Brooklyn Nine-Nine season 8, episode 2 recap – “The Lake House” parent trap

August 24, 2021
Jonathon Wilson 0
NBC, Weekly TV
3.5

Summary

“The Lake House” proves that Brooklyn Nine-Nine hasn’t lost its sense of self in an episode with a classic setup.

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3.5

Summary

“The Lake House” proves that Brooklyn Nine-Nine hasn’t lost its sense of self in an episode with a classic setup.

This recap of Brooklyn Nine-Nine season 8, episode 2, “The Lake House”, contains spoilers.


If “The Good Ones” was the eighth season of Brooklyn Nine-Nine proving that it was a different show more suited to this new socio-political climate, “The Lake House” is proof that it isn’t too different. It’s a classic set-up, with all of the Nine-Nine, including Rosa and even Hitchcock, who’s briefly present in video-call form, getting out of the station and into the countryside in an effort to cheer up Captain Holt after learning in the premiere that he and Kevin had separated.

The downside is that this involves visiting Holt’s Lake House to participate in birdwatching, which nobody but Holt seems happy about. Everyone is even less enthused when they learn that the house is so-called after Winn Professor of Ecclesiastical History at Harvard Divinity School Kirsopp Lake and isn’t actually near a body of water. But Jake is excited nonetheless since he has convinced himself that he’s going to be able to pull off a scheme to get Holt and Kevin back together by manipulating their calendars so they both must spend a couple of days together.

Brooklyn Nine-Nine season 8, episode 2 recap

It’s becoming an early theme of this season that Jake doesn’t handle change very well. His relative immaturity is no secret – he’s bummed that being at the Lake House will cause him to miss a Pokémon Go community event – but he’s also obsessed with the idea of the Nine-Nine being a family. Since his “mean older sister”, Rosa, has already quit, his two fathers splitting up is too much to handle. This is why he’s so adamant about pulling off a “parent trap”, despite the parents and everyone else insisting it’s a terrible idea.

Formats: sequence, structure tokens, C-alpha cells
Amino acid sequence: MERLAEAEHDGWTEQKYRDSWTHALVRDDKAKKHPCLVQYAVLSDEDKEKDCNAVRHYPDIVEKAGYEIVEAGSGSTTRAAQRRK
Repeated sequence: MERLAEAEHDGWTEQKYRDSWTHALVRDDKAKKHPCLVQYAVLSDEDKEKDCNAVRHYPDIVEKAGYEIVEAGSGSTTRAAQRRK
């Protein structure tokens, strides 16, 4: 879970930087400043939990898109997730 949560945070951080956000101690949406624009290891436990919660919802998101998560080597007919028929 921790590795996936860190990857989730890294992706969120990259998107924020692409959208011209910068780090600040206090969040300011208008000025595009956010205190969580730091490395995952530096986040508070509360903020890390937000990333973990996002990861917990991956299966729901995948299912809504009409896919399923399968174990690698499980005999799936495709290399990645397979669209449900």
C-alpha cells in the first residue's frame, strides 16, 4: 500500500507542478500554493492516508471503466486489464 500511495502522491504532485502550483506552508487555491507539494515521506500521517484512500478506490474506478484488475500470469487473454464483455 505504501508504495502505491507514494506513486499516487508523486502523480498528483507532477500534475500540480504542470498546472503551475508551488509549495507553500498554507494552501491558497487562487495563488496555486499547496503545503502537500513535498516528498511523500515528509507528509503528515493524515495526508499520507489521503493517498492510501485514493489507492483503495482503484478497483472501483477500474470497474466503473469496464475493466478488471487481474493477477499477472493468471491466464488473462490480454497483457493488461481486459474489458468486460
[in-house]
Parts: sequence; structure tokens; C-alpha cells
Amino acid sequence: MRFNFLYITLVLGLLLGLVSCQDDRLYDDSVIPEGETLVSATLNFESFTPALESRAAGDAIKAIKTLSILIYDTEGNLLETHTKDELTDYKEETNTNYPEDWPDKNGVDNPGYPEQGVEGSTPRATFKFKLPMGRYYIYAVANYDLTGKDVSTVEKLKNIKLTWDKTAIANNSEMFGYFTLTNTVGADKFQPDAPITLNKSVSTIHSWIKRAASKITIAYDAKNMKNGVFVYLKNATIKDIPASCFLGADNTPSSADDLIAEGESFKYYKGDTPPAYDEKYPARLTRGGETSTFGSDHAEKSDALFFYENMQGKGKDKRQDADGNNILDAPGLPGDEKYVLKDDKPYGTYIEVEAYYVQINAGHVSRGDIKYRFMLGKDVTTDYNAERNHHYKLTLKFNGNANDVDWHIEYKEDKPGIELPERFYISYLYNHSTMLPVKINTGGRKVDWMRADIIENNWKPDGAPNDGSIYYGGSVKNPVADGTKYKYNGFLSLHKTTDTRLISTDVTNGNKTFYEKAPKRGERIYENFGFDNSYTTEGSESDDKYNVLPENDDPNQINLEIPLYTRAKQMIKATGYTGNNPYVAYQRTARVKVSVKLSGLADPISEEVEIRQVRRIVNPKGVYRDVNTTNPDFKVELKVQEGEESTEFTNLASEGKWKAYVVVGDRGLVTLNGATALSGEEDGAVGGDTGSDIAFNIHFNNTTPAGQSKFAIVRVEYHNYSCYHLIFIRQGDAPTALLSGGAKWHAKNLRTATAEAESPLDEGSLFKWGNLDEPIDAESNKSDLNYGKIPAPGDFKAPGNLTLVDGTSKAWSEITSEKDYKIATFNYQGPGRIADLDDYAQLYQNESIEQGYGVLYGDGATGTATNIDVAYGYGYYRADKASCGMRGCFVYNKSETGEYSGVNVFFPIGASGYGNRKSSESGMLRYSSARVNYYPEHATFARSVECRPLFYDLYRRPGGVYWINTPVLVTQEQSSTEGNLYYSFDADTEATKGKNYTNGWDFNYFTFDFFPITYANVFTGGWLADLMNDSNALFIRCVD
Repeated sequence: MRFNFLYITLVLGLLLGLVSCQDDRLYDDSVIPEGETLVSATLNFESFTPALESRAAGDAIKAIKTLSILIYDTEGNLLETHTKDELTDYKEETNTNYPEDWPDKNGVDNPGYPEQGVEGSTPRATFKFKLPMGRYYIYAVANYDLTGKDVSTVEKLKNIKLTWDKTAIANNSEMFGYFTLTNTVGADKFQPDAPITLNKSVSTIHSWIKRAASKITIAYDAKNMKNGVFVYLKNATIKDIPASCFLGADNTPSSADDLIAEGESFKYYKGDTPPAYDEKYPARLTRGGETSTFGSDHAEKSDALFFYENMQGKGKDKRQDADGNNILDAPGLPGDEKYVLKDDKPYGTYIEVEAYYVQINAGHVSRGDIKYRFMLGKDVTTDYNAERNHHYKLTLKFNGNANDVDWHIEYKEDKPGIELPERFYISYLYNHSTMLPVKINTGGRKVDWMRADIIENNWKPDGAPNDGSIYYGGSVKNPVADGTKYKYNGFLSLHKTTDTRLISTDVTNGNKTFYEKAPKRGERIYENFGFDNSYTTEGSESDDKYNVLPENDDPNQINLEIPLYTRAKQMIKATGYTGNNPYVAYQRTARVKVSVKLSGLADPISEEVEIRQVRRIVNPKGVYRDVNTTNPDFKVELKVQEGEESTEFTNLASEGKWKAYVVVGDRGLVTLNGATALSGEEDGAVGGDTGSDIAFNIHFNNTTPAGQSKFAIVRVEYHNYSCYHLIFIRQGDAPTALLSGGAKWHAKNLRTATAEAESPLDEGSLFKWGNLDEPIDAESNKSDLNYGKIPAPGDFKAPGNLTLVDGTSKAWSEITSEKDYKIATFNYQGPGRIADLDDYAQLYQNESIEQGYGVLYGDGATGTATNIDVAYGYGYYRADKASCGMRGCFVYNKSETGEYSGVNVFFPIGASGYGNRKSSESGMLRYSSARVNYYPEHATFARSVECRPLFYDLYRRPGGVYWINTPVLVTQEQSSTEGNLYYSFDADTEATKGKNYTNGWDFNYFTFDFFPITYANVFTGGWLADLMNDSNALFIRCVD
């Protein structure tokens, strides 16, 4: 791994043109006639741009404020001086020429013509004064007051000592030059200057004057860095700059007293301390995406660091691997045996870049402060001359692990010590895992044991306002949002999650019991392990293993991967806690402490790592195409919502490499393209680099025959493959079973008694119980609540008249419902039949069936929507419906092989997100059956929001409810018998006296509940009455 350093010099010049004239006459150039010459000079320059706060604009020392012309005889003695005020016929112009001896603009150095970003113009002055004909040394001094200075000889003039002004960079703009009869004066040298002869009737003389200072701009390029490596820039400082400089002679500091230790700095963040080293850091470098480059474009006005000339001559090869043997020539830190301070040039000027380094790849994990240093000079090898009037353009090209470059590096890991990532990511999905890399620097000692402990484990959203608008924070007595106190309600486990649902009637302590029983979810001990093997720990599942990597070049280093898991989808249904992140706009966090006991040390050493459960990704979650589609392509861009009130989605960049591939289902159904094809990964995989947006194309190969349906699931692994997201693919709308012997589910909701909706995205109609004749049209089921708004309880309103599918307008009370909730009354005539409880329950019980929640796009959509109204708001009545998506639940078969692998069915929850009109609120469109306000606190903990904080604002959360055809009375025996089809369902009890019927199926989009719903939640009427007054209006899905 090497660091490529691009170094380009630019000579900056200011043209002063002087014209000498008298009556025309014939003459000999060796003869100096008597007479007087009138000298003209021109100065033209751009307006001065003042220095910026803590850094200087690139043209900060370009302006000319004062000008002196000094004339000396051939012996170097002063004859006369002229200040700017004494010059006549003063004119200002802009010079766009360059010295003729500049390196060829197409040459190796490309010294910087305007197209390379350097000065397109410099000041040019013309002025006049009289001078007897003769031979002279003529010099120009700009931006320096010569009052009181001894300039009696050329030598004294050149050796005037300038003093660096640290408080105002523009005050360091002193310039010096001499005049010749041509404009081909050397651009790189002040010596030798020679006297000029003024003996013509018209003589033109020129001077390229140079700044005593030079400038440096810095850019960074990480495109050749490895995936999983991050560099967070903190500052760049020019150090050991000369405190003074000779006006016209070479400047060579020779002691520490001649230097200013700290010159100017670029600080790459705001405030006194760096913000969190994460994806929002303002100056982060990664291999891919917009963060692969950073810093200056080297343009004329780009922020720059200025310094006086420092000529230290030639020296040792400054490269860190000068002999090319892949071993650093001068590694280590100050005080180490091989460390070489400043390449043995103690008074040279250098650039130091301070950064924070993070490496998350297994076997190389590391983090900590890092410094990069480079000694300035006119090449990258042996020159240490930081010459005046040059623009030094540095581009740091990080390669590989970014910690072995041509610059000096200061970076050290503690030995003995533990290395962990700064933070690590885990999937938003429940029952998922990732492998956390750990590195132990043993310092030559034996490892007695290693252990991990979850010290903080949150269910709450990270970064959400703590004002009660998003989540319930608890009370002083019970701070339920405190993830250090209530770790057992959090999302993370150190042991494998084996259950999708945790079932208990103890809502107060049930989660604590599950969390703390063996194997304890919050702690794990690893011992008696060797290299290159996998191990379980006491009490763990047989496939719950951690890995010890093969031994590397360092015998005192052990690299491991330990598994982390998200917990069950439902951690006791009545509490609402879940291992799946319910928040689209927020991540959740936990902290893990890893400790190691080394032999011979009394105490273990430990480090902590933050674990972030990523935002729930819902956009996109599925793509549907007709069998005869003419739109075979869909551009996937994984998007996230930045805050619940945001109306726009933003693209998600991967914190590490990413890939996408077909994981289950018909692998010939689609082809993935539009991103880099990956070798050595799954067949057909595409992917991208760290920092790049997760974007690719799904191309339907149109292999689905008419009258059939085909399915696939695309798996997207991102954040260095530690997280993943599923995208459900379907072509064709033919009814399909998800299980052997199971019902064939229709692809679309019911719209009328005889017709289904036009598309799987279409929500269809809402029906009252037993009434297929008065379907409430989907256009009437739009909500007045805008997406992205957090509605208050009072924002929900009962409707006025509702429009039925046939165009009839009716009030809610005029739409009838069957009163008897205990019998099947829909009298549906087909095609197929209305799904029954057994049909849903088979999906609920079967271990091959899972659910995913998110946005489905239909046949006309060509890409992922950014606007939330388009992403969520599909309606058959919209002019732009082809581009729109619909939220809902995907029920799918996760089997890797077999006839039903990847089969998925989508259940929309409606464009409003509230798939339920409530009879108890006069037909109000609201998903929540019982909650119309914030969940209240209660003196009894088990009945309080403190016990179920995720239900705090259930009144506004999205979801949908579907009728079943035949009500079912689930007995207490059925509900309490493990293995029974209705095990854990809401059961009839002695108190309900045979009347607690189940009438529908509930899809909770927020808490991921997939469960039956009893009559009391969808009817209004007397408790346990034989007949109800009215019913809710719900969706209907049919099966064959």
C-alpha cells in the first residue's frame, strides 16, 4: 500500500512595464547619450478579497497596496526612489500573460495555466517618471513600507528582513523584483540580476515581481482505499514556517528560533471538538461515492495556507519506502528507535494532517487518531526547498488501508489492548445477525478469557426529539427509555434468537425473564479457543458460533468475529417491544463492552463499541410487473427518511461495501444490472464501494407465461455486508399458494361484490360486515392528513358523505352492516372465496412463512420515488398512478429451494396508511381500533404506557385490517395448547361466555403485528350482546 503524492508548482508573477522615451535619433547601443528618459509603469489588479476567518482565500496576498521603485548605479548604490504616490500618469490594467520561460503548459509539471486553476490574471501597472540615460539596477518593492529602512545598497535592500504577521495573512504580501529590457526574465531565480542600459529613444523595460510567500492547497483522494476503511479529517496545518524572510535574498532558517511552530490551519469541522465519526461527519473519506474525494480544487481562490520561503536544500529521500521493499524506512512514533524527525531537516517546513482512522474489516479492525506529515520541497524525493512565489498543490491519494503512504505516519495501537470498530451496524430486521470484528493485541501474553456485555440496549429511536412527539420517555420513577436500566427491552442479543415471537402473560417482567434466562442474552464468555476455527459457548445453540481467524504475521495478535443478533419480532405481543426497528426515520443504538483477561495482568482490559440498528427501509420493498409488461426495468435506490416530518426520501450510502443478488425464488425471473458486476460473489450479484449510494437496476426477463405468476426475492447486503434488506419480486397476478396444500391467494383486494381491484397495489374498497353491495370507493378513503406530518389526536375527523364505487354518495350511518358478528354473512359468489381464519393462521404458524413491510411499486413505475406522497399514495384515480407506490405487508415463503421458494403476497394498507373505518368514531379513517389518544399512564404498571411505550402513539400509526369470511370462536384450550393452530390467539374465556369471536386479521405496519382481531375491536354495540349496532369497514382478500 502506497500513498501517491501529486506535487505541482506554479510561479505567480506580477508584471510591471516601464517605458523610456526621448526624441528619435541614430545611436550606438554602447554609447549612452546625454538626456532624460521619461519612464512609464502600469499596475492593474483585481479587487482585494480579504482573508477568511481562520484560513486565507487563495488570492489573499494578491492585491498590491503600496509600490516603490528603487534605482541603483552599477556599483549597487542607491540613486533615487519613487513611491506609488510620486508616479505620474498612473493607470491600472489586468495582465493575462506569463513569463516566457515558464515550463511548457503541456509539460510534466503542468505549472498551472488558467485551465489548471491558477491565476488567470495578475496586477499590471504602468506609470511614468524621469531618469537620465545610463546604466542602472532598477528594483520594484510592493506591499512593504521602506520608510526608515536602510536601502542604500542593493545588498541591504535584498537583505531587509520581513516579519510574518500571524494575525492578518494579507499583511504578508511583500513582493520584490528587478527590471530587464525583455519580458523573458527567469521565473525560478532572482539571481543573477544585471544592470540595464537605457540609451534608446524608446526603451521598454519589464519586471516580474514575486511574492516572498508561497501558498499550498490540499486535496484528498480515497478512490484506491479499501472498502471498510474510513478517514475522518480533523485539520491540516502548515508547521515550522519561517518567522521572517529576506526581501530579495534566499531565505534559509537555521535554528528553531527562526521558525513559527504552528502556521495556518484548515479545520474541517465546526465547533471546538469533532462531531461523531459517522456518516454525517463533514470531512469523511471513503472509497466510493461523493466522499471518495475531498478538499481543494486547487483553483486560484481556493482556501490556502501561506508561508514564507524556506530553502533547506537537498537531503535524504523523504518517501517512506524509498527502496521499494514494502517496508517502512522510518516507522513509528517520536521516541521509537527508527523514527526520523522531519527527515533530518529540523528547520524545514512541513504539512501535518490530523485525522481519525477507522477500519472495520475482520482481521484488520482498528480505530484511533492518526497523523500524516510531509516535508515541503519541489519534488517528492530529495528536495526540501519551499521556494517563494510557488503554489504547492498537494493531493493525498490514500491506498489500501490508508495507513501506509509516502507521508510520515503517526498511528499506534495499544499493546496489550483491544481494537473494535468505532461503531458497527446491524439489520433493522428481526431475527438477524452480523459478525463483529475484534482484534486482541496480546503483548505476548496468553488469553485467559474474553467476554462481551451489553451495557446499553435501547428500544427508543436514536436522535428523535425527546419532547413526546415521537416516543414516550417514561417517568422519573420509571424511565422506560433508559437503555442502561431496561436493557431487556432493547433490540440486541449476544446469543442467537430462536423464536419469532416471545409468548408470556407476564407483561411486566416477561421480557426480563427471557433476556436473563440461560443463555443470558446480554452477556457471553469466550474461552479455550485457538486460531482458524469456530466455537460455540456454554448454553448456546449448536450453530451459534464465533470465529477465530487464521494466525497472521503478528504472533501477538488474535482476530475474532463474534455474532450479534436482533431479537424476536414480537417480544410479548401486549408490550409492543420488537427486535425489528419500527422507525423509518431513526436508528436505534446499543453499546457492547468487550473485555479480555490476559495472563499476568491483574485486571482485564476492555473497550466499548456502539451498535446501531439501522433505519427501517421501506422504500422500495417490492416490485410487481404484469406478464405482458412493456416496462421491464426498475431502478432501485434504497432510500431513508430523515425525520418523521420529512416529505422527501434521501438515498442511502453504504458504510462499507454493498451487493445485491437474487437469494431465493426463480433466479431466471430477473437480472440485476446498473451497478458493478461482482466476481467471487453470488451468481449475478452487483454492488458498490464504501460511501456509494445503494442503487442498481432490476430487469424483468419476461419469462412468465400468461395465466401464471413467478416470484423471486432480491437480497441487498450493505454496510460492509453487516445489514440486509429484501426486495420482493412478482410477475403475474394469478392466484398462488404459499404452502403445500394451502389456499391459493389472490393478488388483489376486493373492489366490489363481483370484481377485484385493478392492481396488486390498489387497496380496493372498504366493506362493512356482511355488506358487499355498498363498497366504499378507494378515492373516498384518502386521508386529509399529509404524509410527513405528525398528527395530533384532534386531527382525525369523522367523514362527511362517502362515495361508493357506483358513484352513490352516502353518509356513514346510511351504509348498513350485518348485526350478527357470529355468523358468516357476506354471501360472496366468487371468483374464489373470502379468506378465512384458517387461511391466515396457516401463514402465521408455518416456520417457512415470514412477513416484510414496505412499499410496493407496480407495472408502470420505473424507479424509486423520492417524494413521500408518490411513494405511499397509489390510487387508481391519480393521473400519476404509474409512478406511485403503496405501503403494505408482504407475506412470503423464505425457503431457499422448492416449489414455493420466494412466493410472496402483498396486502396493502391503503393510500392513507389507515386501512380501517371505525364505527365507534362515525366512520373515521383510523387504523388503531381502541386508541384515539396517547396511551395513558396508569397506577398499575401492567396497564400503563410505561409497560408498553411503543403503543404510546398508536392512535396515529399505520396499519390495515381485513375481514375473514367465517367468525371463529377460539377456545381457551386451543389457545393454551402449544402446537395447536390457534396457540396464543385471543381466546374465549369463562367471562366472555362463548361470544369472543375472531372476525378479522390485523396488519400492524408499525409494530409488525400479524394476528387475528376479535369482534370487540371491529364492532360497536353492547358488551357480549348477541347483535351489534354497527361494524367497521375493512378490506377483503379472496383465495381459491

Admittedly, everyone else has problems of their own. Rosa is high as a kite on edibles (legally prescribed for her anxiety, she reassures Amy), Amy has brought Mac along and can’t get him to sleep, Scully is missing Hitchcock, and Boyle is adamant about his near-mythical parenting skills, which throughout the episode Amy has to begrudgingly accept.

And yet Jake remains ceaseless in his efforts. “The Lake House” is illuminating when it comes to Holt and Kevin’s unique personalities and relationship – the building has three sitting rooms; their arguments consist of each man alternating deadpan statements – but it also highlights the importance of needing help. Holt and Kevin fundamentally need each other. Jake needs Terry’s help to pull off his various schemes, even if they can’t agree on who takes credit. And Amy, weirdly enough, needs Boyle, even if it’s just to secure a three-hour nap. This episode hardly plays things straight – there are rare bird mating calls, bees, and Amy breaking down a door – but it also has a vein of truth that makes it more than just twenty minutes of knockabout comedy, as the best episodes of Brooklyn Nine-Nine always do.

No matter how ridiculous the whole thing gets, it always stays true to character, too. When Kevin and Holt figure out what Jake was up to, they identify it as Das doppelte Lottchen, aka “The Double Lottie” or “Lottie and Lisa”, the 1949 German novel from which The Parent Trap was adapted. Rosa remains too high to contribute at all, except for helping Scully determine the best potato chip in a round-robin tournament. The eventual turning point of Holt and Kevin’s relationship rests on Holt being bad at impersonating birds. You couldn’t have predicted most of these things, but they’re far from surprising when they occur. That’s a delicate narrative needle to thread. “The Lake House” might not have the premiere’s topical power, but it’s a neat reminder of the basis in character that makes this show work so well.

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